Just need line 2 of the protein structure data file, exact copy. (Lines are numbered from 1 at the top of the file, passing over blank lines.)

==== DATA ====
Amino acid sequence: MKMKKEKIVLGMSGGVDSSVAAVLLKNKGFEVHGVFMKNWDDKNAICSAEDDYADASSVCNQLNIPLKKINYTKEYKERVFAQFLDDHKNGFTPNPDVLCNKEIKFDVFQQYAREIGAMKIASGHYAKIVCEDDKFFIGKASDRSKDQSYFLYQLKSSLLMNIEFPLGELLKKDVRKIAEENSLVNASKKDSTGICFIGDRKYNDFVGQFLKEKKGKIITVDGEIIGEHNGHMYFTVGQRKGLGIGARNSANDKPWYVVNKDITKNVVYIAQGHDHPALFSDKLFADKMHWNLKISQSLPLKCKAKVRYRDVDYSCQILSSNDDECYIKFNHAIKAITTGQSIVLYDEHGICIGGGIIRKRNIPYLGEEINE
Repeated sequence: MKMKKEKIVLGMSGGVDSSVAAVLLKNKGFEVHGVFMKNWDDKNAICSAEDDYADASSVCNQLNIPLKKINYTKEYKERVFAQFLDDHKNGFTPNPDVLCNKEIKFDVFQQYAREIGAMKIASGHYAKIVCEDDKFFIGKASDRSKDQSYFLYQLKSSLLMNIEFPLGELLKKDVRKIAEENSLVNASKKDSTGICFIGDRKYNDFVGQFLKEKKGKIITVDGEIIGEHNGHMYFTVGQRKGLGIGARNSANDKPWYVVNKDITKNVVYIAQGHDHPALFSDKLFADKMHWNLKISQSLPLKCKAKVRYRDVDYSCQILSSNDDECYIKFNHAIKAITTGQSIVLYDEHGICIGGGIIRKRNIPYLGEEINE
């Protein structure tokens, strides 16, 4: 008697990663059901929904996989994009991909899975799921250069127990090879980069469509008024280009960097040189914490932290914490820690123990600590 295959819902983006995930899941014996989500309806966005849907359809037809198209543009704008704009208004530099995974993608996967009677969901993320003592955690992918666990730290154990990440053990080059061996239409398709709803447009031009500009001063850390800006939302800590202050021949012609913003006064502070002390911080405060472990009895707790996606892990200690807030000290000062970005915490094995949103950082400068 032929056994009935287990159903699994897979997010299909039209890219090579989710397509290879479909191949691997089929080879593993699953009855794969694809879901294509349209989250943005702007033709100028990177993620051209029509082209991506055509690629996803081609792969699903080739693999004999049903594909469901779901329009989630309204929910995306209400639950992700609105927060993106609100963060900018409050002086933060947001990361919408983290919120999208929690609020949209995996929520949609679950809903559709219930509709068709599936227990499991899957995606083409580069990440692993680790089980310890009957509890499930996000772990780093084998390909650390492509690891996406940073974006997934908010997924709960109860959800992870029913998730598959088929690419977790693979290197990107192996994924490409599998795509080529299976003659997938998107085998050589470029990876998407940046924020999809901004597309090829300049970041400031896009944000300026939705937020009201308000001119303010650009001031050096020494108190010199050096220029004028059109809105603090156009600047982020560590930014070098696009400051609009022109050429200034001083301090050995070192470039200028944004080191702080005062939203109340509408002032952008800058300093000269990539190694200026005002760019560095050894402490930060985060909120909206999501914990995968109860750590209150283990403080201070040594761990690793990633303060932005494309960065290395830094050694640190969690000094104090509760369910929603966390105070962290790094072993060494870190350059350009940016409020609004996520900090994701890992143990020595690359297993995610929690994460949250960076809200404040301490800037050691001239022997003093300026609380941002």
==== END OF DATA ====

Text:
Repeated sequence: MKMKKEKIVLGMSGGVDSSVAAVLLKNKGFEVHGVFMKNWDDKNAICSAEDDYADASSVCNQLNIPLKKINYTKEYKERVFAQFLDDHKNGFTPNPDVLCNKEIKFDVFQQYAREIGAMKIASGHYAKIVCEDDKFFIGKASDRSKDQSYFLYQLKSSLLMNIEFPLGELLKKDVRKIAEENSLVNASKKDSTGICFIGDRKYNDFVGQFLKEKKGKIITVDGEIIGEHNGHMYFTVGQRKGLGIGARNSANDKPWYVVNKDITKNVVYIAQGHDHPALFSDKLFADKMHWNLKISQSLPLKCKAKVRYRDVDYSCQILSSNDDECYIKFNHAIKAITTGQSIVLYDEHGICIGGGIIRKRNIPYLGEEINE